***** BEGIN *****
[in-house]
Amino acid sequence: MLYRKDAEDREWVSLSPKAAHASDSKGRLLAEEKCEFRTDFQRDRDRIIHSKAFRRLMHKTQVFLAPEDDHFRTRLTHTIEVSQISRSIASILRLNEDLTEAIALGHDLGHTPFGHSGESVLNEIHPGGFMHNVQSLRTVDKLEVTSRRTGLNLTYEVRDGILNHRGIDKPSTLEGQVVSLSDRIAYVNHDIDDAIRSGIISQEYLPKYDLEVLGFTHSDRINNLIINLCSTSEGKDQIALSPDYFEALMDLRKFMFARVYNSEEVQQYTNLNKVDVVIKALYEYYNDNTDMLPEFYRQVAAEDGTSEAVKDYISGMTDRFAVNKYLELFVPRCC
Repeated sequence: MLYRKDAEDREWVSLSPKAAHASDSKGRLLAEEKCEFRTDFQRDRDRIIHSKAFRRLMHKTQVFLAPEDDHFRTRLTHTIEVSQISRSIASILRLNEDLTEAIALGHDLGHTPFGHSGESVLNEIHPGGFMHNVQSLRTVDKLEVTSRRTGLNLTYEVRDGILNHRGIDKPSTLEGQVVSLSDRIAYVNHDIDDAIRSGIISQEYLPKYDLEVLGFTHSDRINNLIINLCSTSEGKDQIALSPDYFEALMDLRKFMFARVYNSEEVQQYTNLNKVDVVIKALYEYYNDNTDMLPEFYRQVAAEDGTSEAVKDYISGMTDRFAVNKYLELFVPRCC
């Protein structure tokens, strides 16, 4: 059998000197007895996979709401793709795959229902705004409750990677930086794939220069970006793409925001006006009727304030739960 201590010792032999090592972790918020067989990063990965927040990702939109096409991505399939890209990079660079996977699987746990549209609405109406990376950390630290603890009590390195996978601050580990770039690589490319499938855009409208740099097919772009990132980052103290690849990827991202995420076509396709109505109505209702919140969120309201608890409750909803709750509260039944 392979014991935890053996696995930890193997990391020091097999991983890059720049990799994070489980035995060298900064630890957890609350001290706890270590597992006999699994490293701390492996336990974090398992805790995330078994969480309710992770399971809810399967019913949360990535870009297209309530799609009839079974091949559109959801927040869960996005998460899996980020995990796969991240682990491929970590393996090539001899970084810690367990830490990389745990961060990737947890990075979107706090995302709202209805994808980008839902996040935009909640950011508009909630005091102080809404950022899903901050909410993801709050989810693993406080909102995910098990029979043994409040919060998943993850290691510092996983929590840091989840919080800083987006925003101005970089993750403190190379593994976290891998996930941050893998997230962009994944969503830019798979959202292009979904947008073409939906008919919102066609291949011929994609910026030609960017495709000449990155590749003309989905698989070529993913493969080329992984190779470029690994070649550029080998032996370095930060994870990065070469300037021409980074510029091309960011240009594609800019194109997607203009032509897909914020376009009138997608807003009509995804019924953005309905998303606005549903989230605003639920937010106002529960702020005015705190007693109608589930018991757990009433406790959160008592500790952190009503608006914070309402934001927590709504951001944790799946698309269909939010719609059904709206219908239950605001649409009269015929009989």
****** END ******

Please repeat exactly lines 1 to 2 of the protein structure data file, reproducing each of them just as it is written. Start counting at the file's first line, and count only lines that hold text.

[in-house]
Amino acid sequence: MLYRKDAEDREWVSLSPKAAHASDSKGRLLAEEKCEFRTDFQRDRDRIIHSKAFRRLMHKTQVFLAPEDDHFRTRLTHTIEVSQISRSIASILRLNEDLTEAIALGHDLGHTPFGHSGESVLNEIHPGGFMHNVQSLRTVDKLEVTSRRTGLNLTYEVRDGILNHRGIDKPSTLEGQVVSLSDRIAYVNHDIDDAIRSGIISQEYLPKYDLEVLGFTHSDRINNLIINLCSTSEGKDQIALSPDYFEALMDLRKFMFARVYNSEEVQQYTNLNKVDVVIKALYEYYNDNTDMLPEFYRQVAAEDGTSEAVKDYISGMTDRFAVNKYLELFVPRCC